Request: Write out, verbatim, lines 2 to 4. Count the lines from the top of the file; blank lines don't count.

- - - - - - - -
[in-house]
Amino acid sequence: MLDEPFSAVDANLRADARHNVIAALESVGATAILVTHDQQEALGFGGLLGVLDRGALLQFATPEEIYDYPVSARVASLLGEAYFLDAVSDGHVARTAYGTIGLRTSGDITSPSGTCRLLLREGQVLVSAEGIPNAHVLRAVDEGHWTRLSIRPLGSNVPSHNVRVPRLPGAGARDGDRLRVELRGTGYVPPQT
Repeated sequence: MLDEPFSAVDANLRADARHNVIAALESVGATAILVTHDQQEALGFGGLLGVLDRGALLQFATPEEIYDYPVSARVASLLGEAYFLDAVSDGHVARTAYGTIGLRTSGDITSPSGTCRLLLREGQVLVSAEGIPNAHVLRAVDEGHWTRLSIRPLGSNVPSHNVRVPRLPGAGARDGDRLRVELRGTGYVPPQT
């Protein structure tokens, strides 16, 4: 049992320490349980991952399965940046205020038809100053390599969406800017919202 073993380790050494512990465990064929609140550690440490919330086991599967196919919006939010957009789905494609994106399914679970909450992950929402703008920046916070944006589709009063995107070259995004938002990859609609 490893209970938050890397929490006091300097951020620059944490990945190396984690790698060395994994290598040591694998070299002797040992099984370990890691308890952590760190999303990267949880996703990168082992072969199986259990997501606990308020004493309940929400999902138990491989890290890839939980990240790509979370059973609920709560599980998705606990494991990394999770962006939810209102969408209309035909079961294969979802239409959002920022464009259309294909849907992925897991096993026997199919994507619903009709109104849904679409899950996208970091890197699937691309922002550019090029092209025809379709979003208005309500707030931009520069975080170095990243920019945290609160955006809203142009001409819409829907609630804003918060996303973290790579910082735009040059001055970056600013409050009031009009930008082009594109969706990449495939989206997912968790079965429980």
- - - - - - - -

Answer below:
Amino acid sequence: MLDEPFSAVDANLRADARHNVIAALESVGATAILVTHDQQEALGFGGLLGVLDRGALLQFATPEEIYDYPVSARVASLLGEAYFLDAVSDGHVARTAYGTIGLRTSGDITSPSGTCRLLLREGQVLVSAEGIPNAHVLRAVDEGHWTRLSIRPLGSNVPSHNVRVPRLPGAGARDGDRLRVELRGTGYVPPQT
Repeated sequence: MLDEPFSAVDANLRADARHNVIAALESVGATAILVTHDQQEALGFGGLLGVLDRGALLQFATPEEIYDYPVSARVASLLGEAYFLDAVSDGHVARTAYGTIGLRTSGDITSPSGTCRLLLREGQVLVSAEGIPNAHVLRAVDEGHWTRLSIRPLGSNVPSHNVRVPRLPGAGARDGDRLRVELRGTGYVPPQT
């Protein structure tokens, strides 16, 4: 049992320490349980991952399965940046205020038809100053390599969406800017919202 073993380790050494512990465990064929609140550690440490919330086991599967196919919006939010957009789905494609994106399914679970909450992950929402703008920046916070944006589709009063995107070259995004938002990859609609 490893209970938050890397929490006091300097951020620059944490990945190396984690790698060395994994290598040591694998070299002797040992099984370990890691308890952590760190999303990267949880996703990168082992072969199986259990997501606990308020004493309940929400999902138990491989890290890839939980990240790509979370059973609920709560599980998705606990494991990394999770962006939810209102969408209309035909079961294969979802239409959002920022464009259309294909849907992925897991096993026997199919994507619903009709109104849904679409899950996208970091890197699937691309922002550019090029092209025809379709979003208005309500707030931009520069975080170095990243920019945290609160955006809203142009001409819409829907609630804003918060996303973290790579910082735009040059001055970056600013409050009031009009930008082009594109969706990449495939989206997912968790079965429980």